You will be hungry. I did not like being hungry, but guess what? I survived. I didn’t die. It’s ok to be hungry. Just think of it as your body at work.
2. You need to be organized
Or, at least I needed to be organized. When I made up my mind to do this, I decided to make a list of my protein “go-to’s” with the calories for each and the protein content for each. I also made a list of other foods I would incorporate and the calorie/protein content of those.
I kept my menu items pretty basic – didn’t want to have to think too much about what to eat. Not a lot of variety, but that worked for me. Kept it simple.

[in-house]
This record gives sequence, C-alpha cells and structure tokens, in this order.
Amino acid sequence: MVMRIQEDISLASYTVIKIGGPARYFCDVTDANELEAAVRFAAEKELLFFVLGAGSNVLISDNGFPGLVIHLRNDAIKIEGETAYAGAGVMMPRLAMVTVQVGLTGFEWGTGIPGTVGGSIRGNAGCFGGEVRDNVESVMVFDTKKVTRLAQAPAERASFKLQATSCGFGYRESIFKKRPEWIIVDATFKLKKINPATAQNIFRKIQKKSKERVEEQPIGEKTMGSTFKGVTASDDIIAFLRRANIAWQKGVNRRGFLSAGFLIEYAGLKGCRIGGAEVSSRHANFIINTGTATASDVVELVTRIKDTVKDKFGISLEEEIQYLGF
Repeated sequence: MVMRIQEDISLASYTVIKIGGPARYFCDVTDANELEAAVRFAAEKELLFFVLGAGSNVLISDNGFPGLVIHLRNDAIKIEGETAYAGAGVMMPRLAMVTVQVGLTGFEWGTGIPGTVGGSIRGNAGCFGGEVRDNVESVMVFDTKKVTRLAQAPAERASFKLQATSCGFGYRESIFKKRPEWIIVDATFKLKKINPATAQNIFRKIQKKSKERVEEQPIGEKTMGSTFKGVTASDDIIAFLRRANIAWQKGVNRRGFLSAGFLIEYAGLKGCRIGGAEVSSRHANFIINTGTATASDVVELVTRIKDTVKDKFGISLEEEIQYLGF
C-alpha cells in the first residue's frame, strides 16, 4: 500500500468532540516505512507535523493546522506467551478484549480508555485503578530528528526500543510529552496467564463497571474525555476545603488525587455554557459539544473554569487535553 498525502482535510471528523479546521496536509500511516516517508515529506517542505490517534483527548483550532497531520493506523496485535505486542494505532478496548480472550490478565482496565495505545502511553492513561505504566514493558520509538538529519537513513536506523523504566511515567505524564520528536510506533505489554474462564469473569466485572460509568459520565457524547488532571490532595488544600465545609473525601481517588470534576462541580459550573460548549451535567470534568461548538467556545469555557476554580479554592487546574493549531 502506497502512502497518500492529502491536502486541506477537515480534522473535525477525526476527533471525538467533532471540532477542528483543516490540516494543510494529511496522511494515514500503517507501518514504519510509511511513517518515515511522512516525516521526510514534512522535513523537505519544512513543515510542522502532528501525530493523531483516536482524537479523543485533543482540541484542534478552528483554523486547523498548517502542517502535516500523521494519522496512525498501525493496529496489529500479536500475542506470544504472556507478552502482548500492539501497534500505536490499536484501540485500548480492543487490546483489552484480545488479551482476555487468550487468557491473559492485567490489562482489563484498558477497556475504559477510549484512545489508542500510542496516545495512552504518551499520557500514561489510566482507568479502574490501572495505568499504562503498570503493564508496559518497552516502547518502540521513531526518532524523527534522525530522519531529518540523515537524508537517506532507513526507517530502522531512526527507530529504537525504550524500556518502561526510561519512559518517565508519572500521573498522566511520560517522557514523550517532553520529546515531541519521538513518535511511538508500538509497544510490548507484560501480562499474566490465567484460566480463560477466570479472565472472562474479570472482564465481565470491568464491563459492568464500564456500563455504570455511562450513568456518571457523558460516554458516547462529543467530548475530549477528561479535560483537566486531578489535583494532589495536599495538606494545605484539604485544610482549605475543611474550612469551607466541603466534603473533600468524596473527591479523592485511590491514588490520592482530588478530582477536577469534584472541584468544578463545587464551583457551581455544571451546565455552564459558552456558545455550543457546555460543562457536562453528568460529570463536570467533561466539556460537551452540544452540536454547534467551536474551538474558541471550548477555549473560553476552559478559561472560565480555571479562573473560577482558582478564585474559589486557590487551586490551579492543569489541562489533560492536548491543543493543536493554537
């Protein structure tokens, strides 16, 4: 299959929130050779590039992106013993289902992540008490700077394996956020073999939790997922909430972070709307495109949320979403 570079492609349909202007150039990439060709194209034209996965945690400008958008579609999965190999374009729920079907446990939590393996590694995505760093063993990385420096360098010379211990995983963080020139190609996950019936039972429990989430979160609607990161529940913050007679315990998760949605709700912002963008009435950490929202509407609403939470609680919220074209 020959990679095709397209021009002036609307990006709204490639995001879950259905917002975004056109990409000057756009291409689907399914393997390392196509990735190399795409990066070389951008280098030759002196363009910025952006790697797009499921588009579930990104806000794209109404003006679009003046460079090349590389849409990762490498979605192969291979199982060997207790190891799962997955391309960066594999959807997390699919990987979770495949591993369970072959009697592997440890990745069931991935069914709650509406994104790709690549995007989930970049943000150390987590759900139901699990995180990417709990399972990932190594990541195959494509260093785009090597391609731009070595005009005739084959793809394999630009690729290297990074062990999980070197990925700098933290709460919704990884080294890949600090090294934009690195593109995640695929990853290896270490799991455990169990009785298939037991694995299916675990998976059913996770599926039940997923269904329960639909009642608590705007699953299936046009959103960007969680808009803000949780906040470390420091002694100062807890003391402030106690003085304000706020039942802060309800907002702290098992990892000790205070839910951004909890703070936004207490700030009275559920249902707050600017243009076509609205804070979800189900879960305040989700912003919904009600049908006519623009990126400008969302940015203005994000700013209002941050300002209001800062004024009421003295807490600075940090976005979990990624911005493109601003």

I historically have not been a “tracker” – I hated the thought of tracking calories and protein, and would get overwhelmed by that thought, but reluctantly, decided if this was going to work for me, I HAD to track.
I tracked everything in a master spreadsheet each day. This was huge, and nothing short of a miracle, as I am not a “spreadsheet girl” by any means, but it helped me see each day as it was unfolding, and I was able to quickly see my calorie and protein counts as I was progressing.
As a result of my planning and tracking efforts, I was able to enjoy a Happy Hour almost every week. I just planned ahead and built it in as a part of my daily calories.
Tracking wasn’t as hard as I had told myself it was going to be. It worked and helped me meet my calorie/protein goals every day.
3. Black coffee is not all THAT bad
I have never been a black coffee drinker. I like a splash of milk and even a bit of sweetener.
My Mom (who is the Black Coffee QUEEN) once told me that if you don’t drink your coffee black, you aren’t a “True” coffee drinker.
Well, Mom, I have joined the ranks.